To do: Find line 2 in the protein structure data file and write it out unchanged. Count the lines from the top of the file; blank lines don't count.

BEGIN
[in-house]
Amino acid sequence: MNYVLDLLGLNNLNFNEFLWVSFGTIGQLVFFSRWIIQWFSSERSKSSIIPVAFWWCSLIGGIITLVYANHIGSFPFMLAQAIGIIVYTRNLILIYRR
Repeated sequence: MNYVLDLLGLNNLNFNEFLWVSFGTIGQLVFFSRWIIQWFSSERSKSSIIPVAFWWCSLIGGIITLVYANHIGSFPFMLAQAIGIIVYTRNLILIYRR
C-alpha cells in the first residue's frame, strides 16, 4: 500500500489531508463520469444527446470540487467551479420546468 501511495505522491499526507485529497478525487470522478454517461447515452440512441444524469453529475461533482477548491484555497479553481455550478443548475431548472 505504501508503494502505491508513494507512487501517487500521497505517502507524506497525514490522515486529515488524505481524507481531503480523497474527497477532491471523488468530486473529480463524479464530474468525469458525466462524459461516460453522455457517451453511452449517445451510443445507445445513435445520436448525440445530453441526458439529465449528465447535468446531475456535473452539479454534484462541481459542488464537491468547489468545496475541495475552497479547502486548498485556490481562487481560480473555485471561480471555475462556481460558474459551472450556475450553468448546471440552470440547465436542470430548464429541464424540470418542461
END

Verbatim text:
Amino acid sequence: MNYVLDLLGLNNLNFNEFLWVSFGTIGQLVFFSRWIIQWFSSERSKSSIIPVAFWWCSLIGGIITLVYANHIGSFPFMLAQAIGIIVYTRNLILIYRR